Special court convicts Musharraf of high treason, sentences him to death

Former military ruler sentenced for violating Constitution under Article 6

Hasnaat Malik/zaigham Naqvi December 17, 2019
File photo

ISLAMABAD: General (retd) Pervez Musharraf has been convicted of high treason and sentenced to death by a special court in an unprecedented trail delayed by the absence of the septuagenarian former military ruler, who has been out of the country since 2016.

It is the first time in Pakistan’s history that a former army chief has been tried and sentenced under Article 6 of the Constitution, which states, “Any person who abrogates or subverts or suspends or holds in abeyance, or attempts or conspires to abrogate or subvert or suspend or hold in abeyance the Constitution by use of force or show force or by any other unconstitutional means shall be guilty of high treason.”

The charges against Musharraf – who was sentenced in absentia on Tuesday – stem from his imposition of a state of emergency in 2007, after which dozens of judges were placed under house arrest or sacked, sparking widespread street protests by lawyers.

The three-judge special court — comprising Justice Waqar Ahmad Seth, Justice Nazar Akbar and Justice Shahid Karim — handed down 2-1 split verdict after hearing arguments from the new prosecution team appointed by the government. A detailed verdict will be issued within 48 hours.

“Pervez Musharraf has been found guilty of Article 6 for violation of the Constitution of Pakistan,” government law officer Salman Nadeem said.

When the proceedings started on Tuesday, the prosecution team, led by Advocate Ali Zia Bajwa, prayed the court amend Musharraf’s indictment. He said the government wanted to also frame charges against Shaukat Aziz, Abdul Hamid Dogar, and Zahid Hamid, the then prime minister, chief justice of Pakistan, and law minister, respectively.

“It is imperative for all accused to be tried simultaneously. The aiders and abettors should be tried as well,” said Advocate Bajwa.

According to Clause (2) of Article 6 of the Constitution, “Any person aiding or abetting [or collaborating] the acts mentioned in Clause (1) shall likewise be guilty of high treason.

The bench remarked that the Supreme Court had already adjudicated the matter and given the government two weeks to submit a new charge sheet.

Justice Karim wondered if the government was using delaying tactics in the treason case against Musharraf. “The government should file a new complaint if it wants to add additional names in the trial,” he added.

When Justice Waqar told the prosecutor to present his arguments, Advocate Bajwa sought more time to file a formal request. “If you cannot present arguments, then leave the rostrum,” shot back an irked Justice Waqar.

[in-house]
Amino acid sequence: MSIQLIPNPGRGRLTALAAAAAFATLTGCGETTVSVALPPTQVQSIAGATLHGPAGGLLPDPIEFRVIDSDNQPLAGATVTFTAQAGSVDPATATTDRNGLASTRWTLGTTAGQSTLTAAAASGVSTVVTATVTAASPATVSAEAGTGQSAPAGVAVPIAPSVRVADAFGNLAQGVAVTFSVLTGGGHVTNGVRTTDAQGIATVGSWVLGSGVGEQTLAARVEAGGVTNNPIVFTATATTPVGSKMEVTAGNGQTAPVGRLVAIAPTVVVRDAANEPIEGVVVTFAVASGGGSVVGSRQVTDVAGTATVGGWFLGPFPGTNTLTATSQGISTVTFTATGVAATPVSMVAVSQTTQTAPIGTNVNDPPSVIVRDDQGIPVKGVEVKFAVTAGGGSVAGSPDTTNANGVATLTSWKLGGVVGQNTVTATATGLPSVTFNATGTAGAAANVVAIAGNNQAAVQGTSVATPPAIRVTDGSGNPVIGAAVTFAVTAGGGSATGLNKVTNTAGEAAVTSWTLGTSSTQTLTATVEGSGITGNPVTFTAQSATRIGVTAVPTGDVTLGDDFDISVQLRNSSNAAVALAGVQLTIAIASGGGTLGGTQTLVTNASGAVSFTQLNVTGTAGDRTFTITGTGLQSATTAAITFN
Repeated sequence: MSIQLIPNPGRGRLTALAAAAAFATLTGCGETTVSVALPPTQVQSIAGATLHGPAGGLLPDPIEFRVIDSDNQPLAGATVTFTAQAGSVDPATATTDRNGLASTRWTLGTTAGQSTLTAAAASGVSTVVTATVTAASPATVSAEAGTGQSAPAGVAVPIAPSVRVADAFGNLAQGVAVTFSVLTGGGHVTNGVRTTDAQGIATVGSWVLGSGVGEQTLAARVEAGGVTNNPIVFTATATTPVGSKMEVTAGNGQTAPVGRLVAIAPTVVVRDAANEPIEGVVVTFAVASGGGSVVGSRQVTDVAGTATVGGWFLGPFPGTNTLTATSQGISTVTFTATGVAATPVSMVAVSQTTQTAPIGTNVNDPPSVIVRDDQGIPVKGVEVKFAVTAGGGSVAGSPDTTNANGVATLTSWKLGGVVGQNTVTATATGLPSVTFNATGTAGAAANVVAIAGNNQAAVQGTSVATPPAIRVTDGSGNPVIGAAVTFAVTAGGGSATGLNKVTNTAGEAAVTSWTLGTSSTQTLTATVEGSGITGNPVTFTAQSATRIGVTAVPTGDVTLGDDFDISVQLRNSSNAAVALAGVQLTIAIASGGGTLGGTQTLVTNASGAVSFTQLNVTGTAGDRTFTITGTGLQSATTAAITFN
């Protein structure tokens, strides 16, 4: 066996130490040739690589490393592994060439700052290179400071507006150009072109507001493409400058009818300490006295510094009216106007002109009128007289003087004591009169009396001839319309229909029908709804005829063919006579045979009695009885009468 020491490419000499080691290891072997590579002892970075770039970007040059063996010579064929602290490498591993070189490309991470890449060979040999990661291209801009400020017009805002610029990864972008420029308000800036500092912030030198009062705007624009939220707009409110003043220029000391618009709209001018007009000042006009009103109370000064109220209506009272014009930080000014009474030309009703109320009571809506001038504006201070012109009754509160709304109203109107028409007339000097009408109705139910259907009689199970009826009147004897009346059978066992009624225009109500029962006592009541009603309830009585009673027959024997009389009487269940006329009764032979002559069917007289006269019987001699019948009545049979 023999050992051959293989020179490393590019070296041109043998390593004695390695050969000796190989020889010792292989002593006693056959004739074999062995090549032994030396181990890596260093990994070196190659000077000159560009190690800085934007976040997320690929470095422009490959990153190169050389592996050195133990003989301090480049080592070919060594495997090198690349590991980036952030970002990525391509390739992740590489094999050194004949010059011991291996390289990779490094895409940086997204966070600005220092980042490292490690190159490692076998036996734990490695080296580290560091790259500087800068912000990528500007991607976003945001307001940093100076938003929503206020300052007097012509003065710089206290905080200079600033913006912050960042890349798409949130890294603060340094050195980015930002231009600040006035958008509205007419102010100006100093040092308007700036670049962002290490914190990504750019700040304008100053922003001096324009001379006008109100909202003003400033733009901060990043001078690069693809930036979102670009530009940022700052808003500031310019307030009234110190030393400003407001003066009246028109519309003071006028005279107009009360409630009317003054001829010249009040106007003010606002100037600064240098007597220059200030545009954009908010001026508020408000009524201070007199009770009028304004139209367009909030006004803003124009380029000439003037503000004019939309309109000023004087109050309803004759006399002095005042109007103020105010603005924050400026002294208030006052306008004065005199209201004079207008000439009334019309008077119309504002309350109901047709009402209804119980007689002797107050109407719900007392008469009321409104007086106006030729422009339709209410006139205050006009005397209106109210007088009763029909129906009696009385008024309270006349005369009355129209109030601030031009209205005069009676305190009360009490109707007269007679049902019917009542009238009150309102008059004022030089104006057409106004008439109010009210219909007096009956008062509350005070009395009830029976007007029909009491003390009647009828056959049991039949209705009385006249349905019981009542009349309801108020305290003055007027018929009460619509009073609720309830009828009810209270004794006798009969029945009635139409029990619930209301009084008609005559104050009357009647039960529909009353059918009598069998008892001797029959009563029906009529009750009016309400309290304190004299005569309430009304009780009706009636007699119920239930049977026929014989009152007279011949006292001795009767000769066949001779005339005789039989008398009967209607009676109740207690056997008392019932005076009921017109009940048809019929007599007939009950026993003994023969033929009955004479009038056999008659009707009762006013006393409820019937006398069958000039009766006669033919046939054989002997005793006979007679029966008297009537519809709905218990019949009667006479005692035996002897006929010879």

The bench again observed that the special court was only bound by the apex court judgments and not by the rulings of high courts.

Appearing before the bench, Musharraf’s counsel Raza Bashir sought 15 to 20 days for his client to record a statement under Section 342 of the Criminal Procedure Code (CrPc). “Musharraf deserves the right to fair trial,” he said.

Justice Akbar noted that the former army chief had been provided six opportunities to record a statement but he didn’t. Justice Waqar added that the special court had even allowed the former military ruler to appear before the bench at his convenience.

“Musharraf should be given the right to defend himself,” Advocate Bashir implored again. “Both the prosecution team and his counsel are already defending him before the bench,” Justice Akbar shot back.

Speaking to the media after the judgment was announced, Musharraf's lawyer Akhtar Shah said the case against his client was “unfair, no doubt about that”.

“We have always maintained it was a wrong case,” he told reporters. “Pervez Musharraf has developed this country, he respected the rule of law and freedom of press, and the way he served the country, no one else did.”

Shah also sought to defend the proclamation of emergency rule by Musharraf in 2007, saying it was “good for the country during those times” and was only promulgated after extensive consultations.

Shah added that Musharraf had wanted to return to Pakistan to record a statement but had not been offered sufficient security measures to ensure his safety.

Musharraf, who has challenged the special court formation in the Lahore High Court, has a couple of options. He can challenge Tuesday’s verdict in the Supreme Court. And if the apex court upholds his conviction, he can seek a presidential pardon under Article 45 of the Constitution.

The case against the former leader had been pending since 2013, when his old rival, Nawaz Sharif, was in power. Musharraf was booked in the high treason case in December 2013 and indicted on March 31, 2014, but the trial was delayed and he left for Dubai two years later to seek treatment.

The trail continued in his long absence and the bench had been reconstituted six times as judges recused themselves from hearing the case, resulting in the delay.

Even the judgment was delayed for more than a couple of weeks. The special court was expected to announce on Nov 28 its verdict which it had reserved on November 19.

But the government, through the interior ministry, filed a petition in the Islamabad High Court (IHC) seeking to stop the special court “from passing judgment”.

Subsequently, an IHC bench, headed by Chief Justice Athar Minallah, stopped the special court from issuing the verdict and directed the government to notify a new prosecution team by Dec 5 as the government had sacked the previous prosecutors appointed by the PML-N government.

On Dec 5, Advocate Ali Zia Bajwa of the new prosecution team had sought a “reasonable amount of time” to prepare arguments. He was given until December 17 by the special court to give arguments before the verdict was announced.


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